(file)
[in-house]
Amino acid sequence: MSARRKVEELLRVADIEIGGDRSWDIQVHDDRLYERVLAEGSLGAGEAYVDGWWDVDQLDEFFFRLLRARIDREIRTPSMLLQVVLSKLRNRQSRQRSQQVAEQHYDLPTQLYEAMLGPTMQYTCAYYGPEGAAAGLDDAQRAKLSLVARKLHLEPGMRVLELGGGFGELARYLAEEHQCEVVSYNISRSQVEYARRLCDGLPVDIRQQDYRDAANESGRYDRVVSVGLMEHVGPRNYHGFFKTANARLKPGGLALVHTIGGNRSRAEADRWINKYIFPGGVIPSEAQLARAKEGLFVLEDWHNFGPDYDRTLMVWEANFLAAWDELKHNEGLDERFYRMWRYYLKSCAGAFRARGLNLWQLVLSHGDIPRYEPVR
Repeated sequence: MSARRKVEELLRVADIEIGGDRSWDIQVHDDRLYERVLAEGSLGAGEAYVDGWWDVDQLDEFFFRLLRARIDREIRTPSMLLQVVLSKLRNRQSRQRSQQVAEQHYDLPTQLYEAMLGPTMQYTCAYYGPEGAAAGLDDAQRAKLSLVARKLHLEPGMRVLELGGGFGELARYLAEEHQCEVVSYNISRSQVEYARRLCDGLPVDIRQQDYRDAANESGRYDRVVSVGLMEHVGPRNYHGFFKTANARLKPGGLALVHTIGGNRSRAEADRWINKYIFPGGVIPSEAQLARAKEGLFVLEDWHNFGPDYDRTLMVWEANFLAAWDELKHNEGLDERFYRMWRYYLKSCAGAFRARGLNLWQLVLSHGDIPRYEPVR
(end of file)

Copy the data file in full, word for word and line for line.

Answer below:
[in-house]
Amino acid sequence: MSARRKVEELLRVADIEIGGDRSWDIQVHDDRLYERVLAEGSLGAGEAYVDGWWDVDQLDEFFFRLLRARIDREIRTPSMLLQVVLSKLRNRQSRQRSQQVAEQHYDLPTQLYEAMLGPTMQYTCAYYGPEGAAAGLDDAQRAKLSLVARKLHLEPGMRVLELGGGFGELARYLAEEHQCEVVSYNISRSQVEYARRLCDGLPVDIRQQDYRDAANESGRYDRVVSVGLMEHVGPRNYHGFFKTANARLKPGGLALVHTIGGNRSRAEADRWINKYIFPGGVIPSEAQLARAKEGLFVLEDWHNFGPDYDRTLMVWEANFLAAWDELKHNEGLDERFYRMWRYYLKSCAGAFRARGLNLWQLVLSHGDIPRYEPVR
Repeated sequence: MSARRKVEELLRVADIEIGGDRSWDIQVHDDRLYERVLAEGSLGAGEAYVDGWWDVDQLDEFFFRLLRARIDREIRTPSMLLQVVLSKLRNRQSRQRSQQVAEQHYDLPTQLYEAMLGPTMQYTCAYYGPEGAAAGLDDAQRAKLSLVARKLHLEPGMRVLELGGGFGELARYLAEEHQCEVVSYNISRSQVEYARRLCDGLPVDIRQQDYRDAANESGRYDRVVSVGLMEHVGPRNYHGFFKTANARLKPGGLALVHTIGGNRSRAEADRWINKYIFPGGVIPSEAQLARAKEGLFVLEDWHNFGPDYDRTLMVWEANFLAAWDELKHNEGLDERFYRMWRYYLKSCAGAFRARGLNLWQLVLSHGDIPRYEPVR